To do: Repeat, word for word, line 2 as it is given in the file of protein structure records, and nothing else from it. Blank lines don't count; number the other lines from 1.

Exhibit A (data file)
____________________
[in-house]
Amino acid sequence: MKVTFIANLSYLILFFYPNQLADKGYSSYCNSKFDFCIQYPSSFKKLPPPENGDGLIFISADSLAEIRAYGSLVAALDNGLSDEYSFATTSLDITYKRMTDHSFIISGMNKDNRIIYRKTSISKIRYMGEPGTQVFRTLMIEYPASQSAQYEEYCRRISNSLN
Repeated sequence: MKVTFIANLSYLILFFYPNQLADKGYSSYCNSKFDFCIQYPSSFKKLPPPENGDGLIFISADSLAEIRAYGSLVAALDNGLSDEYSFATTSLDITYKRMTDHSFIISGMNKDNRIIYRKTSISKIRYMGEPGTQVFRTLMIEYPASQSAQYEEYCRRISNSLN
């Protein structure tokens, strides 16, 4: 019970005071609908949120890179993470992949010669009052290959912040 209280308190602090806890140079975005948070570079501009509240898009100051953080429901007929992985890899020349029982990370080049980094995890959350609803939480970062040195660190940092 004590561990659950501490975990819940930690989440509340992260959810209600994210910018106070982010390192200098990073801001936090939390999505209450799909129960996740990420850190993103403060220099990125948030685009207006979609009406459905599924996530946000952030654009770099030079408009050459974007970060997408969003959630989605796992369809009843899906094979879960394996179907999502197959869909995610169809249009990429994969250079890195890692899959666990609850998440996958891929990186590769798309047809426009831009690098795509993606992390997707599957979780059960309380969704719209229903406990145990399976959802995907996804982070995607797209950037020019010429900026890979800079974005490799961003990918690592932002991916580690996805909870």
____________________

Amino acid sequence: MKVTFIANLSYLILFFYPNQLADKGYSSYCNSKFDFCIQYPSSFKKLPPPENGDGLIFISADSLAEIRAYGSLVAALDNGLSDEYSFATTSLDITYKRMTDHSFIISGMNKDNRIIYRKTSISKIRYMGEPGTQVFRTLMIEYPASQSAQYEEYCRRISNSLN